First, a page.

While the withdrawal of soldiers from Afghanistan was a strategic failure, it will have little security ramifications for NATO nations but will almost certainly have far-reaching consequences for Afghanistan’s neighbours, as four of the Afghanistan’s six contiguous states – China, Pakistan, Uzbekistan and Tajikistan are SCO members. Given the behaviour of each SCO member, the situation might become a regional security and geopolitical dilemma. The Taliban, al-Qaeda, and the ISKP each have over 10,000 foreign militants from SCO nations. Al-Qaeda and the ISKP have regrouped and resumed terrorist actions in Afghanistan. The resurrected Taliban will rekindle violent attitudes, radicalization, and deviant behaviour among the people of neighbouring nations, posing a threat to regional security. 

To avoid an uncontrolled flood of migrants, SCO member nations, particularly those in Central Asia, have opted not to admit Afghan refugees. Moscow has also stated unequivocally that any refugee movement to Central Asia is unacceptable. According to the Russian Envoy to Uzbekistan, accepting migrants is akin to opening floodgates and encouraging uncontrolled migration from Afghanistan.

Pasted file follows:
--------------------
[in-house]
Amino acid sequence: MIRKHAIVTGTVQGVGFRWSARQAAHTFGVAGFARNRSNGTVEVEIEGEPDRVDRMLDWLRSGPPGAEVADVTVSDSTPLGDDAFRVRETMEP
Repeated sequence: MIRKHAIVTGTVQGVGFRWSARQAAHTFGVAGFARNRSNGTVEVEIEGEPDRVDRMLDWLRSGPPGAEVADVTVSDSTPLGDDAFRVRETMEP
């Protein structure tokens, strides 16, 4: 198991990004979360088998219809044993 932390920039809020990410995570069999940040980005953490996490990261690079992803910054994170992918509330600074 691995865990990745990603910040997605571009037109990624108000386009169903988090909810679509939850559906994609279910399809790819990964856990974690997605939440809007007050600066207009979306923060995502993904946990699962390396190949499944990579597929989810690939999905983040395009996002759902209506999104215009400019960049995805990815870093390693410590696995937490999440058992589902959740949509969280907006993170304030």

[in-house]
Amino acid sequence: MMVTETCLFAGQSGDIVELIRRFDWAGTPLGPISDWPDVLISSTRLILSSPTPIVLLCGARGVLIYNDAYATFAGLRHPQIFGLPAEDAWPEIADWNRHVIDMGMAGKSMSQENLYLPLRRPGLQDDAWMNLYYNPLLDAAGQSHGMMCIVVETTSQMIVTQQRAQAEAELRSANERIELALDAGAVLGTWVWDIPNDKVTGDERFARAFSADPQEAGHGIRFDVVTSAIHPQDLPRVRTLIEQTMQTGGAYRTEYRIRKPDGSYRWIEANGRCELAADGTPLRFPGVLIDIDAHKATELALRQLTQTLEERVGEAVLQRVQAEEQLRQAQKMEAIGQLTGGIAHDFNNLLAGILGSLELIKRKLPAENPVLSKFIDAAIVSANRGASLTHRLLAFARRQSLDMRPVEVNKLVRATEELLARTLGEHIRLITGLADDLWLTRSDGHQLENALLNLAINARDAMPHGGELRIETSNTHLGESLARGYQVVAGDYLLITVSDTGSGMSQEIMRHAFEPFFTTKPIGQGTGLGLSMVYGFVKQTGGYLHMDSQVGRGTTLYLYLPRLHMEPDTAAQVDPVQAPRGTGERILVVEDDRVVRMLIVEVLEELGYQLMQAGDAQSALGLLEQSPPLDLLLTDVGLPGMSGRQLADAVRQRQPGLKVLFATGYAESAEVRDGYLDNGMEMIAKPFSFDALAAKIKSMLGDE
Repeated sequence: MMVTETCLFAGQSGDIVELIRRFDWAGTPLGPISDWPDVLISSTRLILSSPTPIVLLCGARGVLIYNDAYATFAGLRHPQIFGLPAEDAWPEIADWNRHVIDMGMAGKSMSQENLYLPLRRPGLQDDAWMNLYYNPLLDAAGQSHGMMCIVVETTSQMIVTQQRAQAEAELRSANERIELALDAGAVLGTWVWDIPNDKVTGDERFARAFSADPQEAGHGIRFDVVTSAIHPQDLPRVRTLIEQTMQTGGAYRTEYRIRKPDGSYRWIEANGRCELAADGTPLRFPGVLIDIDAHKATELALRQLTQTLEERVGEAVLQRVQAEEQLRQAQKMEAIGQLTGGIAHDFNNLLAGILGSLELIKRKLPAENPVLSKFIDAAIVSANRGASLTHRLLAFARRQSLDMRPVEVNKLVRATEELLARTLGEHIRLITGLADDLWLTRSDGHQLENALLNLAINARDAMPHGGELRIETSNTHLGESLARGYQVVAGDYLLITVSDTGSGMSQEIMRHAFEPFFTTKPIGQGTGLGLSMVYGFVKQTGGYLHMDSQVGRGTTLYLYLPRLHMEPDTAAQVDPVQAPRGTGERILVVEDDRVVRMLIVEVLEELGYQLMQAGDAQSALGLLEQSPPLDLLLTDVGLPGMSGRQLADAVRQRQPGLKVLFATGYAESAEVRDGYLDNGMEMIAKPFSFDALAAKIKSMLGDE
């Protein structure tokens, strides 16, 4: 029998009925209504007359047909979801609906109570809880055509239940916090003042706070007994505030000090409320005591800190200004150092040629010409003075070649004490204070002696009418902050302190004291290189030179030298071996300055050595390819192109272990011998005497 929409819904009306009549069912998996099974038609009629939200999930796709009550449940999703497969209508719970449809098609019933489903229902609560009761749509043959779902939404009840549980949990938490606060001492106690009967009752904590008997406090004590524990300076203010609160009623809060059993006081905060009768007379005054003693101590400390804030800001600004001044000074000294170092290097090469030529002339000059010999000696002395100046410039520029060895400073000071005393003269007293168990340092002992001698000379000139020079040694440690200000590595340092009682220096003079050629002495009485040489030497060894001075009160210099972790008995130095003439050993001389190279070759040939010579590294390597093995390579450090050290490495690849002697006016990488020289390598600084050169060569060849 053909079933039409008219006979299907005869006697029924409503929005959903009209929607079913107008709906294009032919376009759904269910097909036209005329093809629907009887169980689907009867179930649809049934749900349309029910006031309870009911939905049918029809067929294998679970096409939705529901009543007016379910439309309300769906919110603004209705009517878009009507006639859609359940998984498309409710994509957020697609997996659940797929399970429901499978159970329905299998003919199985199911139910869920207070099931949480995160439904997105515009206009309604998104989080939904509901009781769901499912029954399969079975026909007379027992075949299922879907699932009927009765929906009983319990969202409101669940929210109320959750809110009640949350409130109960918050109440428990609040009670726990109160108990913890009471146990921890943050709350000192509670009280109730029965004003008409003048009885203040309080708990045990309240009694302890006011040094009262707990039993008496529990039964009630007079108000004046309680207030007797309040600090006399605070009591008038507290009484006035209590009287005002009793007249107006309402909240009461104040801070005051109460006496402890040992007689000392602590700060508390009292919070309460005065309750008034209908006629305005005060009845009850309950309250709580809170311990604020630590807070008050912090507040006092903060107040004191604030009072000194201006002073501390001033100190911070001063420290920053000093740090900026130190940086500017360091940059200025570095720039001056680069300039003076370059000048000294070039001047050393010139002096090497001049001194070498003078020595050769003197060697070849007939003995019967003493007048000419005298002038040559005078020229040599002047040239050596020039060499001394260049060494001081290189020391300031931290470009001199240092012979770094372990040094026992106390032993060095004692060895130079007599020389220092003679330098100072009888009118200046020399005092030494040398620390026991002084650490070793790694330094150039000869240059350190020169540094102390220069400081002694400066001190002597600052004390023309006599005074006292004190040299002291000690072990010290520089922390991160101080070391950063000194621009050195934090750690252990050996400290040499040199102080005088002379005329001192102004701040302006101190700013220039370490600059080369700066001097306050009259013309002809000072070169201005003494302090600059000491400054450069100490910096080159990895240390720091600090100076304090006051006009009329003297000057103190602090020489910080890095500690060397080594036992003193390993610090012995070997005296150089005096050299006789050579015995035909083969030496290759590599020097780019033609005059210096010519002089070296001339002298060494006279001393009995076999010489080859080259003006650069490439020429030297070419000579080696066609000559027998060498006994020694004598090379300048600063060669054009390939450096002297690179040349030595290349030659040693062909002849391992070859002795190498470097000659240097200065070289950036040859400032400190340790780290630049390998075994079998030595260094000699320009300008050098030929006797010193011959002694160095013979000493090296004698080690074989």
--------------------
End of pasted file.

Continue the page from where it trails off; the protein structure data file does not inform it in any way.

In the sake of regional peace and development, the SCO nations must reconsider their different policies and ambitions and work together to deal with the Taliban through a single framework. The best way to confront the problems posed by the Afghan situation, notably a revival of terrorist and extremist activity, is through multilateral collaboration under the SCO. 

Despite being portrayed as a platform for regional integration, the SCO has devolved into a forum of regional giants, which has weakened its coherence. One option is for member nations to utilise the SCO as a channel for aid to Afghanistan, which may also put pressure on the Taliban to fulfill world expectations. Indeed, if the SCO does not reach an agreement on the Taliban issue and counter-terrorism, peace in Afghanistan and the region would be difficult to accomplish.

Musaib Manzoor is pursuing MS in Peace and Conflict Studies at Centre for International Peace and Stability, NUST Islamabad. He is also a Researcher at Legal Forum for Kashmir.